Last year's memorial events of May '68 have rarely paid attention to its connection with a development celebrated today, on the 40th anniversary of the first moon landing, viz. space travel.
Big anniversaries of the first moon landing on 20 July 1969 always follow the anniversaries of the wave of student revolt known as "May '68". Last year, to my knowledge, none of the numerous write-ups on that outburst of anti-authoritarianism drew attention to the decisive influence of the incipient space age on the generation concerned. Yet few developments ever were more conducive to a questioning of all certainties.
Ever since the genesis of life on earth, heaven was above and earth below. Heaven was what you looked up to, earth what you put your feet on. The natural and ineluctable contrast between heaven and earth was the model for the contrast between man and woman, parents and children, rulers and their people. When people started travelling in space, this ancient model became a bit shaky. To be sure, Newton's physics had already demonstrated that the same natural laws apply to both the heavenly bodies and the earth; that indeed the earth is a celestial body too, as much as sun and moon and stars. But now this theoretical bridging of the abyss between heaven and earth was given physical reality. When a man put his foot on a celestial body the way we have been doing on the earth, he changed many people's sense of heaven and earth. It's only natural that at such a time, they started questioning the old established relations between man and woman, master and servant, parents and children.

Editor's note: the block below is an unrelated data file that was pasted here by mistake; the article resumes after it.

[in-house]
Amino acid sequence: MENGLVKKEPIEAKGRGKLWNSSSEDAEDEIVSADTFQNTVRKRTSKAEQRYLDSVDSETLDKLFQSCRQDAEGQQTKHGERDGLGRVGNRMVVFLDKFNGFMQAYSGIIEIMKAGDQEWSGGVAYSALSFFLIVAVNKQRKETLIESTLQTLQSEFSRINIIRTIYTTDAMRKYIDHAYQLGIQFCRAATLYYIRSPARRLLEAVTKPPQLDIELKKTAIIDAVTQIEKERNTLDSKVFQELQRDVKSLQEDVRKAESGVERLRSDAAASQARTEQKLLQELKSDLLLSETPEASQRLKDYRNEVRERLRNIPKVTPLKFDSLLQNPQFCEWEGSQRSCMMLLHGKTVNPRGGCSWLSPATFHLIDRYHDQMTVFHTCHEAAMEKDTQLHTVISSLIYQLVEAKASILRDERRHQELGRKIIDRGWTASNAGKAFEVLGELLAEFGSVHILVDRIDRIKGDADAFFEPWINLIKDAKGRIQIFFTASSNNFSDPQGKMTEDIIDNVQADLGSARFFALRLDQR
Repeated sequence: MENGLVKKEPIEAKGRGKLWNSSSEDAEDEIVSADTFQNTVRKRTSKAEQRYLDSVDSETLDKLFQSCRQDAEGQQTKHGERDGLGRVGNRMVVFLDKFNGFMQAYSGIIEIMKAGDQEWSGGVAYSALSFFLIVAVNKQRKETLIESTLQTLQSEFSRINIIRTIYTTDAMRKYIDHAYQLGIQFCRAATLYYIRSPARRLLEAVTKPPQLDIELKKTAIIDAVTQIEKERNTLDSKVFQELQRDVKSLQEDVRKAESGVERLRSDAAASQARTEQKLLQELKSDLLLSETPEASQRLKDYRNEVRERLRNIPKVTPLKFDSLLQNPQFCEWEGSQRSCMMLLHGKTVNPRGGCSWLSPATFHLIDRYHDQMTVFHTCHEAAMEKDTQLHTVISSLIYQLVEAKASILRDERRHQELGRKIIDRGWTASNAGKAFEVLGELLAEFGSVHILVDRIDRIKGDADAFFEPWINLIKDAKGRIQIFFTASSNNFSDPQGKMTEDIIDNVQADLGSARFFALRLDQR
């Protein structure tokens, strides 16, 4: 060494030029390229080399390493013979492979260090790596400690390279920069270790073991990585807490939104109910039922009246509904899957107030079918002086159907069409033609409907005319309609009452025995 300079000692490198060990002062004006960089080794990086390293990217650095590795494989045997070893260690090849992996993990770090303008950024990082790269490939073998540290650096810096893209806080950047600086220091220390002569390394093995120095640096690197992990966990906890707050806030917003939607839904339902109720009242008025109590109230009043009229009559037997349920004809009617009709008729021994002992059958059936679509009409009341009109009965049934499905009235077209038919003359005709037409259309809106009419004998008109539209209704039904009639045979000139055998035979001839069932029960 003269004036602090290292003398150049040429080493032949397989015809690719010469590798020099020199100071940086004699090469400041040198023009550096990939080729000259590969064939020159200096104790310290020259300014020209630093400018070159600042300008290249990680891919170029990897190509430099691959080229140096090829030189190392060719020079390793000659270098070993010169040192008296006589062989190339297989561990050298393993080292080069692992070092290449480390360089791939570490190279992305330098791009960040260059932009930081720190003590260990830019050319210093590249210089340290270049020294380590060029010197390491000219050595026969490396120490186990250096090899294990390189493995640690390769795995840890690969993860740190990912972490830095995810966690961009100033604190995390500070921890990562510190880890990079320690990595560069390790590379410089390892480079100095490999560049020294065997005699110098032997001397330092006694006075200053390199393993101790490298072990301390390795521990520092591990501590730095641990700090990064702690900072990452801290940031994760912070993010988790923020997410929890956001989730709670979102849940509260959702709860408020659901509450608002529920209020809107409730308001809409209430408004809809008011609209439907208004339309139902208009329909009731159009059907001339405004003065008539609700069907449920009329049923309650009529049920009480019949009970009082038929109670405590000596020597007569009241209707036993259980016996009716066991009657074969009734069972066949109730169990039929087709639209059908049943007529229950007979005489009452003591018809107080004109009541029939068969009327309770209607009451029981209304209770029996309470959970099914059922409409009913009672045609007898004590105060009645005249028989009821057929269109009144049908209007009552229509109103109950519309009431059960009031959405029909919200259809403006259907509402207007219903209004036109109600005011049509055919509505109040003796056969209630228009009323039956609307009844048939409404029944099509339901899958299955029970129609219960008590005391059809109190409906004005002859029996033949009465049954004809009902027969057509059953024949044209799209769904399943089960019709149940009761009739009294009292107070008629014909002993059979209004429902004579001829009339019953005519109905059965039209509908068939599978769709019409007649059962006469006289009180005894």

The signs are that the May '68 anniversaries will fade out after the 50th, and wil not survive its last participants, while the first moon landing will continue to remain a landmark in human history of the same order as the invention of the wheel.